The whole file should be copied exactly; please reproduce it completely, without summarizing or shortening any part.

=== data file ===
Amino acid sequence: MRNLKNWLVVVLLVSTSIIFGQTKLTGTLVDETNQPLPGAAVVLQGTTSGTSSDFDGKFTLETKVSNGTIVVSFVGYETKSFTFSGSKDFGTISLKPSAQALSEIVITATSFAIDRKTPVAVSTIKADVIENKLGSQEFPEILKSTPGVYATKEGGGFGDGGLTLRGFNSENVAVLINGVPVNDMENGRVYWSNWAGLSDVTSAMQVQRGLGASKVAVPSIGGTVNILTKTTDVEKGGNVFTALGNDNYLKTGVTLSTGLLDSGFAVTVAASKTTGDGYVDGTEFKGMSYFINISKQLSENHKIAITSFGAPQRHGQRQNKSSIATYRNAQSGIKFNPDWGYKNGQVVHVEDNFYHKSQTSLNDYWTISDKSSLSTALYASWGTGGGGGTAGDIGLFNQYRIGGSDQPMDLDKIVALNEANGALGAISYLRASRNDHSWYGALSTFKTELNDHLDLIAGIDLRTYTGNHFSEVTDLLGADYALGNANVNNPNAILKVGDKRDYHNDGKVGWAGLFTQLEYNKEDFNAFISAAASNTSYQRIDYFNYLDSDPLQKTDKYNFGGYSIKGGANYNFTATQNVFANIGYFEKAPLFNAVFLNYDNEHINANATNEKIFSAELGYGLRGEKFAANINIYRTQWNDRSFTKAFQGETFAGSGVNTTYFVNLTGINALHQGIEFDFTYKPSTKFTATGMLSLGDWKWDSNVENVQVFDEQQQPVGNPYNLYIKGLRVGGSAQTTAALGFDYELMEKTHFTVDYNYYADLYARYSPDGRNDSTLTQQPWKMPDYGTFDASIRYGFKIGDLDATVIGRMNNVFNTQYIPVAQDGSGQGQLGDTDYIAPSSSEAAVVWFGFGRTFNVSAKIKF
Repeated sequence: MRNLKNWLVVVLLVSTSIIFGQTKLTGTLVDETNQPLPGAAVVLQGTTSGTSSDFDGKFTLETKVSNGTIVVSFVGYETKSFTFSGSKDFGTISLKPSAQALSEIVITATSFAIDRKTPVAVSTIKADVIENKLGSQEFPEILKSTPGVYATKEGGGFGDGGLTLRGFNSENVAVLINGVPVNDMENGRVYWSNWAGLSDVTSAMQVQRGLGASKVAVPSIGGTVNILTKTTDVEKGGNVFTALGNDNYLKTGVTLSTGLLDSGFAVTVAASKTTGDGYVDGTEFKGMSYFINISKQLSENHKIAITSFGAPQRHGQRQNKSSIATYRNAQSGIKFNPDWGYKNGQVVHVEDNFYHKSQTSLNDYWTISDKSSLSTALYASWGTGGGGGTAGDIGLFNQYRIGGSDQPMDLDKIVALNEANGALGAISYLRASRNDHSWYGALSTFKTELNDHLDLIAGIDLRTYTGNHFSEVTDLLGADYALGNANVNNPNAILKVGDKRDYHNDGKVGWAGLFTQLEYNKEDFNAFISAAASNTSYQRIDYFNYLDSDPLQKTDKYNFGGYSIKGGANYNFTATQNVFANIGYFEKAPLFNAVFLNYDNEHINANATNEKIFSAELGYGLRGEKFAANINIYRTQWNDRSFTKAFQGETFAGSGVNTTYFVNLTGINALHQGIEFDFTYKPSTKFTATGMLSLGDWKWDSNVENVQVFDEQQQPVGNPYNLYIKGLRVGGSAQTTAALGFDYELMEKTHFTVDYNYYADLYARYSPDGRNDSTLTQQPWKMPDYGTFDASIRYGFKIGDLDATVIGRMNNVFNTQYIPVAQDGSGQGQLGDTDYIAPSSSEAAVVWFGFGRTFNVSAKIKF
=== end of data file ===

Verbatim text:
Amino acid sequence: MRNLKNWLVVVLLVSTSIIFGQTKLTGTLVDETNQPLPGAAVVLQGTTSGTSSDFDGKFTLETKVSNGTIVVSFVGYETKSFTFSGSKDFGTISLKPSAQALSEIVITATSFAIDRKTPVAVSTIKADVIENKLGSQEFPEILKSTPGVYATKEGGGFGDGGLTLRGFNSENVAVLINGVPVNDMENGRVYWSNWAGLSDVTSAMQVQRGLGASKVAVPSIGGTVNILTKTTDVEKGGNVFTALGNDNYLKTGVTLSTGLLDSGFAVTVAASKTTGDGYVDGTEFKGMSYFINISKQLSENHKIAITSFGAPQRHGQRQNKSSIATYRNAQSGIKFNPDWGYKNGQVVHVEDNFYHKSQTSLNDYWTISDKSSLSTALYASWGTGGGGGTAGDIGLFNQYRIGGSDQPMDLDKIVALNEANGALGAISYLRASRNDHSWYGALSTFKTELNDHLDLIAGIDLRTYTGNHFSEVTDLLGADYALGNANVNNPNAILKVGDKRDYHNDGKVGWAGLFTQLEYNKEDFNAFISAAASNTSYQRIDYFNYLDSDPLQKTDKYNFGGYSIKGGANYNFTATQNVFANIGYFEKAPLFNAVFLNYDNEHINANATNEKIFSAELGYGLRGEKFAANINIYRTQWNDRSFTKAFQGETFAGSGVNTTYFVNLTGINALHQGIEFDFTYKPSTKFTATGMLSLGDWKWDSNVENVQVFDEQQQPVGNPYNLYIKGLRVGGSAQTTAALGFDYELMEKTHFTVDYNYYADLYARYSPDGRNDSTLTQQPWKMPDYGTFDASIRYGFKIGDLDATVIGRMNNVFNTQYIPVAQDGSGQGQLGDTDYIAPSSSEAAVVWFGFGRTFNVSAKIKF
Repeated sequence: MRNLKNWLVVVLLVSTSIIFGQTKLTGTLVDETNQPLPGAAVVLQGTTSGTSSDFDGKFTLETKVSNGTIVVSFVGYETKSFTFSGSKDFGTISLKPSAQALSEIVITATSFAIDRKTPVAVSTIKADVIENKLGSQEFPEILKSTPGVYATKEGGGFGDGGLTLRGFNSENVAVLINGVPVNDMENGRVYWSNWAGLSDVTSAMQVQRGLGASKVAVPSIGGTVNILTKTTDVEKGGNVFTALGNDNYLKTGVTLSTGLLDSGFAVTVAASKTTGDGYVDGTEFKGMSYFINISKQLSENHKIAITSFGAPQRHGQRQNKSSIATYRNAQSGIKFNPDWGYKNGQVVHVEDNFYHKSQTSLNDYWTISDKSSLSTALYASWGTGGGGGTAGDIGLFNQYRIGGSDQPMDLDKIVALNEANGALGAISYLRASRNDHSWYGALSTFKTELNDHLDLIAGIDLRTYTGNHFSEVTDLLGADYALGNANVNNPNAILKVGDKRDYHNDGKVGWAGLFTQLEYNKEDFNAFISAAASNTSYQRIDYFNYLDSDPLQKTDKYNFGGYSIKGGANYNFTATQNVFANIGYFEKAPLFNAVFLNYDNEHINANATNEKIFSAELGYGLRGEKFAANINIYRTQWNDRSFTKAFQGETFAGSGVNTTYFVNLTGINALHQGIEFDFTYKPSTKFTATGMLSLGDWKWDSNVENVQVFDEQQQPVGNPYNLYIKGLRVGGSAQTTAALGFDYELMEKTHFTVDYNYYADLYARYSPDGRNDSTLTQQPWKMPDYGTFDASIRYGFKIGDLDATVIGRMNNVFNTQYIPVAQDGSGQGQLGDTDYIAPSSSEAAVVWFGFGRTFNVSAKIKF